Date of Award

Spring 2003

Document Type

Thesis - Open Access

Degree Name

Master of Science in Human Factors & Systems


Human Factors and Systems

Committee Chair

Dennis A. Vincenzi, Ph.D.

Committee Member

Stephen Hall, Ph.D.

Committee Member

Sathya N. Ganghadaran, Ph. D.

Committee Member

Anthony Majoros, Ph.D.

Committee Member

Shawn Doherty, Ph.D.


Currently today there are many types of media that can help individuals learn and excel in the on going effort to acquire knowledge for a specific trait or function in a workplace, laboratory, or learning facility. Technology has advanced in the fields of transportation, information gathering, and education. The need for better recall of information is in demand in a wide variety of areas. Augmented reality (AR) is a technology that may help meet this demand. AR is a hybrid of reality and virtual reality (VR) that uses the three-dimensional location viewed through a video or optical see-through media to capture the object's coordinates and add virtual images, objects, or text superimposed on the scene (Azuma, 1997).

The purpose of this research is to investigate four different modes of presentation and the effect of those modes on learning and recall of information using monitor-based Augmented Reality. The four modes of presentation are Select, Observe, Interact and Print modes. Each mode possesses different attributes that may affect learning and recall. The Select mode can be described as a mode of presentation that allows movement of the work piece in front of the tracking camera. The Observe mode involves information presentation using a pre-recorded video scene presented with no interaction with the work piece. The Interact mode allows the user to view a pre-recorded video scene that allows the user to point and click on the component of the work piece with a computer mouse on the monitor. The Print mode consists of printed material of each work piece component.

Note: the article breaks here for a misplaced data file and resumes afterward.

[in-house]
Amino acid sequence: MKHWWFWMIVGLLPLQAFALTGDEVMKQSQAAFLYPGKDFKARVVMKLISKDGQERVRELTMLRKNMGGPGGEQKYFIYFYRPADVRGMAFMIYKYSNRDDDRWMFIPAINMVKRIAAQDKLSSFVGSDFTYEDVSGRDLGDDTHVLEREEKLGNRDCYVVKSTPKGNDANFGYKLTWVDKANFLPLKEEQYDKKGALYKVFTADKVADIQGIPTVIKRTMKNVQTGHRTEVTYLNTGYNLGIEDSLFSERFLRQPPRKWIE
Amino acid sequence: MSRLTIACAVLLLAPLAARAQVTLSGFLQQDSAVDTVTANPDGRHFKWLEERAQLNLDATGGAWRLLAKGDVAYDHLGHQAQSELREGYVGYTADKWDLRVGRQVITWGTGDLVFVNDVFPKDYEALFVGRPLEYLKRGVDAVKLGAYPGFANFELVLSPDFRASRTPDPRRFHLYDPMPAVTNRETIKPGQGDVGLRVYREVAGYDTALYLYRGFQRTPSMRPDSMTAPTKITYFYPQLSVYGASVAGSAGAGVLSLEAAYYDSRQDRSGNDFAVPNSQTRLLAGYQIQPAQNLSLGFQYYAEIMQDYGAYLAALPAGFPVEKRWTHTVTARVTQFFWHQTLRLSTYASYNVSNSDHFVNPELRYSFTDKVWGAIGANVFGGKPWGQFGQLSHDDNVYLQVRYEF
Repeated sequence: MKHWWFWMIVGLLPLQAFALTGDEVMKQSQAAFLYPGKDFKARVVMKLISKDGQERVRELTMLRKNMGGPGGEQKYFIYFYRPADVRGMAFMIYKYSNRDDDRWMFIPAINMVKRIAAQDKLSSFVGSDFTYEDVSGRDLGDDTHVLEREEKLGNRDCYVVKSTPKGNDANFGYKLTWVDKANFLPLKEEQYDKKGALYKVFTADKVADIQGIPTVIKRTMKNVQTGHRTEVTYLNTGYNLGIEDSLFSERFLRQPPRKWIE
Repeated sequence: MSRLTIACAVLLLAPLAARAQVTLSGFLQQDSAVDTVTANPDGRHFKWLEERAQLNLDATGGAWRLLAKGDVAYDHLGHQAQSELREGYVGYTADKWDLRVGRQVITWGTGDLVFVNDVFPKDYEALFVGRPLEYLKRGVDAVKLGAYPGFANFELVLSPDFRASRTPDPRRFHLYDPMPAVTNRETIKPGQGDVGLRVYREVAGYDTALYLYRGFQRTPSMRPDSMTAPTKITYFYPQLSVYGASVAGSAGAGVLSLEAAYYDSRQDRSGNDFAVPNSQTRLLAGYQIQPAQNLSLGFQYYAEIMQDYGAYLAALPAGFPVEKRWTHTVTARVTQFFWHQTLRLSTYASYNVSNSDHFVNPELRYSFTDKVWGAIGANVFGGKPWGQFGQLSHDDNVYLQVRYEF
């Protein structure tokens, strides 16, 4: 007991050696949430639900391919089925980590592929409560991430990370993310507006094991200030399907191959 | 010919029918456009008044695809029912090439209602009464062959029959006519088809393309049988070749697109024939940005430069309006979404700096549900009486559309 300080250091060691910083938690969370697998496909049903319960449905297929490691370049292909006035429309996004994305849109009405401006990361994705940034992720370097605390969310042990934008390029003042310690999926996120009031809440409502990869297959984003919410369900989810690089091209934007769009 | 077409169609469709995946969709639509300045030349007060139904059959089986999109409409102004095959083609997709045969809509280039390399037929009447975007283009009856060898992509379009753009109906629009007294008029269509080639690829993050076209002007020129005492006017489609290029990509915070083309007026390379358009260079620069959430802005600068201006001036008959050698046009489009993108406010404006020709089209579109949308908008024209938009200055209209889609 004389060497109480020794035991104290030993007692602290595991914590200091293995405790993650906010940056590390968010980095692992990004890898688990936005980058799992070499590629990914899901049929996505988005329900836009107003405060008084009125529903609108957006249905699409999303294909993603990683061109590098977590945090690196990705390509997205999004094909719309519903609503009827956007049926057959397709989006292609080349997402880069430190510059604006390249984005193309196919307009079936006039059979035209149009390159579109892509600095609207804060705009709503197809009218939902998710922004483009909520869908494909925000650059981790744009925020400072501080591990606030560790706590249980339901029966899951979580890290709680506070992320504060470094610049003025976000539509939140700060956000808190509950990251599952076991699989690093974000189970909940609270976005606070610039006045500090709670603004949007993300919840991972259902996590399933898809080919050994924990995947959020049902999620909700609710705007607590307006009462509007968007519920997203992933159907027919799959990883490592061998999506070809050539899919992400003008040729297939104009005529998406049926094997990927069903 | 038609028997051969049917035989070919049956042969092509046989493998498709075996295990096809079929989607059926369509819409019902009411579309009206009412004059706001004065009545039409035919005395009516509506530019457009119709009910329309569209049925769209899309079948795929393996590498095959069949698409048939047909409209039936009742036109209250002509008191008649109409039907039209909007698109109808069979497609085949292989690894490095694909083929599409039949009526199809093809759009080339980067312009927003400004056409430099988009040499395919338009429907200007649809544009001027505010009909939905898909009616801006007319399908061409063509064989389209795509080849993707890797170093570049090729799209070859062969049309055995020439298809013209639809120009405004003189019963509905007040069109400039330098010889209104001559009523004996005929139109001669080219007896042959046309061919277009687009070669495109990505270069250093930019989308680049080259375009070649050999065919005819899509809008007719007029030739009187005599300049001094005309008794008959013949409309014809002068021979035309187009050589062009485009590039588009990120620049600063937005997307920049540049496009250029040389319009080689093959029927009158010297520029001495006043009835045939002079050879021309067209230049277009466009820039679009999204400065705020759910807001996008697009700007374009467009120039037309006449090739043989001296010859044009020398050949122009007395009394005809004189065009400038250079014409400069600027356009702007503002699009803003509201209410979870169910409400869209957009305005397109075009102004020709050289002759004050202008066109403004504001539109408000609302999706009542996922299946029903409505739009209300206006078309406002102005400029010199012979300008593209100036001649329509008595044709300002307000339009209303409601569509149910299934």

It was hypothesized that the Select mode would provide the user with the richest presentation of information due to information access capabilities helping to decrease work time, reduce the amount of error likelihood during usage, enhance the user's motivation for learning tasks, and increase concurrent learning and performances due to recall and retention. It was predicted that the Select mode would result in trainees that would recall the greatest amount of information even after extended periods of time had elapsed. This hypothesis was not supported. No significant differences between the four groups were found.